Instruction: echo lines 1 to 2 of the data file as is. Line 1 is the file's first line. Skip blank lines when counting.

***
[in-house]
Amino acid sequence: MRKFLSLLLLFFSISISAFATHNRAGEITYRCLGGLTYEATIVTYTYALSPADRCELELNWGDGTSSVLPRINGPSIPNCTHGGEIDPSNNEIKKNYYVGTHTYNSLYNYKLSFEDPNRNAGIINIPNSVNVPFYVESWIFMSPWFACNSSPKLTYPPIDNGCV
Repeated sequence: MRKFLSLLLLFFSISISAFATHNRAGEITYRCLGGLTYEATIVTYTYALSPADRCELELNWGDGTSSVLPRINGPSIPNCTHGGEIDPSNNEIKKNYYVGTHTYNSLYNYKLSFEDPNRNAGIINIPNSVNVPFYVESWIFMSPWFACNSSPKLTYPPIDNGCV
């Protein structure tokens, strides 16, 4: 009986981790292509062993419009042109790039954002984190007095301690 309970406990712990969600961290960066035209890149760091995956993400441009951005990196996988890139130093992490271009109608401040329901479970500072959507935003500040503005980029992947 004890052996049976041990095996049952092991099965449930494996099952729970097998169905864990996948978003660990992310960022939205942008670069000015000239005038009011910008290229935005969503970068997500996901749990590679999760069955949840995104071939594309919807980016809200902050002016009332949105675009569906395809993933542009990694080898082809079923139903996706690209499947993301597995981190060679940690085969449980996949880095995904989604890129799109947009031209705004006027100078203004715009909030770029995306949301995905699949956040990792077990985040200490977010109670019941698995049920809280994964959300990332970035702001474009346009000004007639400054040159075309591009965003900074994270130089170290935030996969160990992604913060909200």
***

[in-house]
Amino acid sequence: MRKFLSLLLLFFSISISAFATHNRAGEITYRCLGGLTYEATIVTYTYALSPADRCELELNWGDGTSSVLPRINGPSIPNCTHGGEIDPSNNEIKKNYYVGTHTYNSLYNYKLSFEDPNRNAGIINIPNSVNVPFYVESWIFMSPWFACNSSPKLTYPPIDNGCV